A guide to cashflow finance
Good cashflow management is essential to the health and success of any business. Cashflow is the increase or decrease in cash available to your business and, as explained by the Financial Reporting Council (FRC), represents cash in hand plus deposits your company may hold with deposit-taking institutions, minus any overdraft facilities your company enjoys.
In this way, cashflow provides the working capital needed by any business in order to meet its day to day expenses, pay creditors, suppliers and employees, and in order to respond to opportunities in the market to be exploited. Investopedia cites the readily-understood analogy of working capital being akin to an individual’s cost of living.
Working capital, then, is simply the difference between your current assets and current liabilities or debts.
Why you may need cashflow finance
Negative working capital is likely to spell difficulties for your business in meeting its normal, day to day obligations towards creditors and suppliers. In the longer-term, declining working capital may herald more serious problems for your business.
In order to improve your business’ cashflow, by increasing the working capital you may draw upon, it is possible to make better use of the assets already held, by way of cashflow finance.
Types of finance available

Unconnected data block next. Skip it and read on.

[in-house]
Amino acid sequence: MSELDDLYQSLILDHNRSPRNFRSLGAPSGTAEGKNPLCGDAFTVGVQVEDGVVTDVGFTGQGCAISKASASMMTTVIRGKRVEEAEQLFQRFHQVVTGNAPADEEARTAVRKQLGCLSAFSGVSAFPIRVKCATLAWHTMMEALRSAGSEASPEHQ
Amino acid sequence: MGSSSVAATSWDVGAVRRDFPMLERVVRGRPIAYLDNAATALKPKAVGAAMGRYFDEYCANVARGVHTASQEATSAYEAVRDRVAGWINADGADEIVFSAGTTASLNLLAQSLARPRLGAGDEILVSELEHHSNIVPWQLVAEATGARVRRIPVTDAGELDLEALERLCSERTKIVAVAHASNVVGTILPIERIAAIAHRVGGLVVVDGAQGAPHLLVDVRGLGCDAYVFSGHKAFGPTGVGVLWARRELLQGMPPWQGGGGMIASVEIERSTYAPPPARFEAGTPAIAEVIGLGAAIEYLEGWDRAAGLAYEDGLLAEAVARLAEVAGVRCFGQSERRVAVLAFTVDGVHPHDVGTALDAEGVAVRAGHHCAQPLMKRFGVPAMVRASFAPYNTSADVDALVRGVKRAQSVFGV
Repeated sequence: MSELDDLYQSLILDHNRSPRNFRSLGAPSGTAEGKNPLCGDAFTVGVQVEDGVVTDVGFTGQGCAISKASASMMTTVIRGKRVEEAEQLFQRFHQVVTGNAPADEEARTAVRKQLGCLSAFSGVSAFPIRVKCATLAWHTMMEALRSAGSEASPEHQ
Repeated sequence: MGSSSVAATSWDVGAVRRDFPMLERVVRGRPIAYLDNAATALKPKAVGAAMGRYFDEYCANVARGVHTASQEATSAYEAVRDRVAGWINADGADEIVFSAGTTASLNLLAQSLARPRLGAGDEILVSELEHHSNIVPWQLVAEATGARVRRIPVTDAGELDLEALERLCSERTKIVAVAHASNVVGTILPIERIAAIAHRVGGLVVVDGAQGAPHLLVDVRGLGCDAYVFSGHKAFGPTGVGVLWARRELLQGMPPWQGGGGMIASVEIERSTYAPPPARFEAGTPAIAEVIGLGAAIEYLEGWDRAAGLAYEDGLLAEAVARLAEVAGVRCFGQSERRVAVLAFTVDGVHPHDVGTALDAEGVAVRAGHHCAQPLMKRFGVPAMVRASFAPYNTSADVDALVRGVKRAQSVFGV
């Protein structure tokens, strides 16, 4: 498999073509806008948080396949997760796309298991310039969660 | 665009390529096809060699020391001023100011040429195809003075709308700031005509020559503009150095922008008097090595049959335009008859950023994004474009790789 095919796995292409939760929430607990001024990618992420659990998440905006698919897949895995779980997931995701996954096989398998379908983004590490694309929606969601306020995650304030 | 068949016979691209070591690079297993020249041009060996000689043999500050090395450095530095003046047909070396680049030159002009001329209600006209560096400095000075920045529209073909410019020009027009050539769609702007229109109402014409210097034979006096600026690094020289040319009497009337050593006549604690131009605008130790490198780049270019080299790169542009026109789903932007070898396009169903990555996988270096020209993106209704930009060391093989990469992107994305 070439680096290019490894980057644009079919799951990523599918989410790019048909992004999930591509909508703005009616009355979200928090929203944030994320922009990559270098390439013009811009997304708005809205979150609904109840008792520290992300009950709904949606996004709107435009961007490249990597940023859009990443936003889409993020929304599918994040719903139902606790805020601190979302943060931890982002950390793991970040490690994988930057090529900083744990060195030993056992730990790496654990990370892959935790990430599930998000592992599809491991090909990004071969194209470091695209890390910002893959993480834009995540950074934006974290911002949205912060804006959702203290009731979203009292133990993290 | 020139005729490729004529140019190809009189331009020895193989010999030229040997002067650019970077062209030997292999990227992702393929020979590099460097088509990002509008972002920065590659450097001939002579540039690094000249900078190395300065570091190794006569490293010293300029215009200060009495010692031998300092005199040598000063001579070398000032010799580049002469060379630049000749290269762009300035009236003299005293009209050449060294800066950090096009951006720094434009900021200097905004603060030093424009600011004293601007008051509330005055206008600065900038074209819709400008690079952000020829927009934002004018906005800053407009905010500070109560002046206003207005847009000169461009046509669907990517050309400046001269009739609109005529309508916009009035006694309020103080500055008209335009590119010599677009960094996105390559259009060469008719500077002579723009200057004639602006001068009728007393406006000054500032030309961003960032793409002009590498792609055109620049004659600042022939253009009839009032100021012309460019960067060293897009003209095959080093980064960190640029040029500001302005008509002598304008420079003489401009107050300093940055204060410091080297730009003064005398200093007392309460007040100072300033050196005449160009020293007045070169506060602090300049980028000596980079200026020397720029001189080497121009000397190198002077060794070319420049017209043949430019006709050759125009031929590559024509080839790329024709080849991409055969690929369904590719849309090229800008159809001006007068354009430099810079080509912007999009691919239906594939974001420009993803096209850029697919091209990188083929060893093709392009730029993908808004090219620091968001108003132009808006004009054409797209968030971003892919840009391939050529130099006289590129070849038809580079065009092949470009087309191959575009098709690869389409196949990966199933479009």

Cashflow finance and the management of your working capital may be achieved through the following methods:
- your invoices receivable from your customers are an asset and it is possible to “sell” this asset to a factor, who then acquires your invoices;
- in return, you receive a significant proportion of the value of the invoices (typically, around 85%) in advance, and the balance once the factor has received payment of those outstanding invoices;
- naturally, the factor charges a fee or commission for the services provided;
- this is a similar method for financing your cashflow, but in this case involves your borrowing against invoices receivable;
- since you continue to be responsible for collecting payment on outstanding invoices, your customers are less likely to become aware of such an arrangement;
- both factoring and invoice discounting are described in further detail by the Institute of Chartered Accountants of England and Wales (ICAEW);
- cashflow improvements may also be made by your hiring credit control specialists to ensure that invoices and debts are recovered on time;
- trade insurance, or trade credit insurance, is a form of insurance designed to protect your invoices receivable from customers who fail to pay you or who fall into insolvency or bankruptcy.
Why use ACF?
Cashflow management is vital to your maintaining a healthy balance of working capital. We have access to all the tools available to businesses such as yours for securing cashflow finance.
Simply complete our online enquiry form, or telephone or email us, to discuss your specific needs.